"But I hear that you grieve because he did not receive the sacrament of baptism. Tell me: What else is in your power other than the desire, the request? But he even had this desire for a long time, that, when he should come into Italy, he would be initiated, and recently he signified a desire to be baptized by me, and for this reason above all others he thought that I ought to be summoned. Has he not, then, the grace which he desired; has he not the grace which he requested? And because he asked, he received, and therefore is it said: “By whatsoever death the just man shall be overtaken, his soul shall be at rest” (Wisd. 4:7). Grant, therefore, O holy Father, to Thy servant the gift which Moses received, because he saw in spirit; the gift which David merited, because he knew from revelation. Grant, I pray, to Thy servant Valentinian the gift which he longed for, the gift which he requested while in health, vigor, and security. If, stricken with sickness, he had deferred it, he would not be entirely without Thy mercy who has been cheated by the swiftness of time, not by his own wish. Grant, therefore, to Thy servant the gift of Thy grace which he never rejected, who on the day before his death refused to restore the privileges of the temples although he was pressed by those whom he could well have feared. A crowd of pagans was present, the Senate entreated, but he was not afraid to displease men so long as he pleased Thee alone in Christ. He who had Thy Spirit, how has he not received Thy grace? Or if the fact disturbs you that the mysteries have not been solemnly celebrated, then you should realize that not even martyrs are crowned if they are catechumens, for they are not crowned if they are not initiated. But if they are washed in their own blood, his piety and his desire have washed him, also." (Oration at the Funeral of the Emperor Valentinian I)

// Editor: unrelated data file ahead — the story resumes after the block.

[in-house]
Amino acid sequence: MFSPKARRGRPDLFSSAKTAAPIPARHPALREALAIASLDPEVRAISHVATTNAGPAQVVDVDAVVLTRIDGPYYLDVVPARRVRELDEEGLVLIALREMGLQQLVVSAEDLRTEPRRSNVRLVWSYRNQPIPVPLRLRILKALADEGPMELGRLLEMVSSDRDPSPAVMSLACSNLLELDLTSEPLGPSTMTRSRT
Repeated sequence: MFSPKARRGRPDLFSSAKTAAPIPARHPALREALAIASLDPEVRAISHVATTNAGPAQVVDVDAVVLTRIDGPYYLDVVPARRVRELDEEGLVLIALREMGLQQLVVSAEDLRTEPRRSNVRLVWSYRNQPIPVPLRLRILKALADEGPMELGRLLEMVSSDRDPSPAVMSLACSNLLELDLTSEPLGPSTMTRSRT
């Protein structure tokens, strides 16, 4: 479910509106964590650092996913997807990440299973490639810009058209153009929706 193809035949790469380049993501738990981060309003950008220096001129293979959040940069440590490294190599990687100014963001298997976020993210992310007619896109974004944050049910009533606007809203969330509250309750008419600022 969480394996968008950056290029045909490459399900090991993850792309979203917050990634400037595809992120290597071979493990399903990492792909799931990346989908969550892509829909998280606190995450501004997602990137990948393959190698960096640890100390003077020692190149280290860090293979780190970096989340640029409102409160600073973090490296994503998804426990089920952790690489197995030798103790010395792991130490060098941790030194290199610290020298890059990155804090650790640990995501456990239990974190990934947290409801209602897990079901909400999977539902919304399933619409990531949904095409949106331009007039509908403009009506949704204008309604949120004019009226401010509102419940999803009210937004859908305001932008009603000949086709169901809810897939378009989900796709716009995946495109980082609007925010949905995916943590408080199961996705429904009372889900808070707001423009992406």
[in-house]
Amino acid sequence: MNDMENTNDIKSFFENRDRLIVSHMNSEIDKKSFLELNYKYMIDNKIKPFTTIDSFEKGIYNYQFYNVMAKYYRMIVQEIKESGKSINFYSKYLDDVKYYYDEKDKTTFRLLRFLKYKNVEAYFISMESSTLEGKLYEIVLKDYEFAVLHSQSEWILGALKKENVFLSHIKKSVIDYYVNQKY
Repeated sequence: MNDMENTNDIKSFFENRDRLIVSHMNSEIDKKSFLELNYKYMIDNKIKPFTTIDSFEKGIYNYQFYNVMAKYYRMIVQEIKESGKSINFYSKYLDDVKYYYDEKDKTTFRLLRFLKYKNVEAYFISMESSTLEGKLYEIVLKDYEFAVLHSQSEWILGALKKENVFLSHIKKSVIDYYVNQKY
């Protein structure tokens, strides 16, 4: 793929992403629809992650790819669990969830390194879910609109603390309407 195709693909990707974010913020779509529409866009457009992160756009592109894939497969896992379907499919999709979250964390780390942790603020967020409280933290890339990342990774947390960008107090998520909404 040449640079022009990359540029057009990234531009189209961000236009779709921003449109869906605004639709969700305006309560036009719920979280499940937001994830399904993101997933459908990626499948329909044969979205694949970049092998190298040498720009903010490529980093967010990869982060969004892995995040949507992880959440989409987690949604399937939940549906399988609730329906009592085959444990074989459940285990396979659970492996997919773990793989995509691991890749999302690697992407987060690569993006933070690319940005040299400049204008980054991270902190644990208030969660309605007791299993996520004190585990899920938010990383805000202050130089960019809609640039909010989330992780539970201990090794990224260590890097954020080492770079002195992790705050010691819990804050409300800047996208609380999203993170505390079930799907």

St. Augustine of Hippo: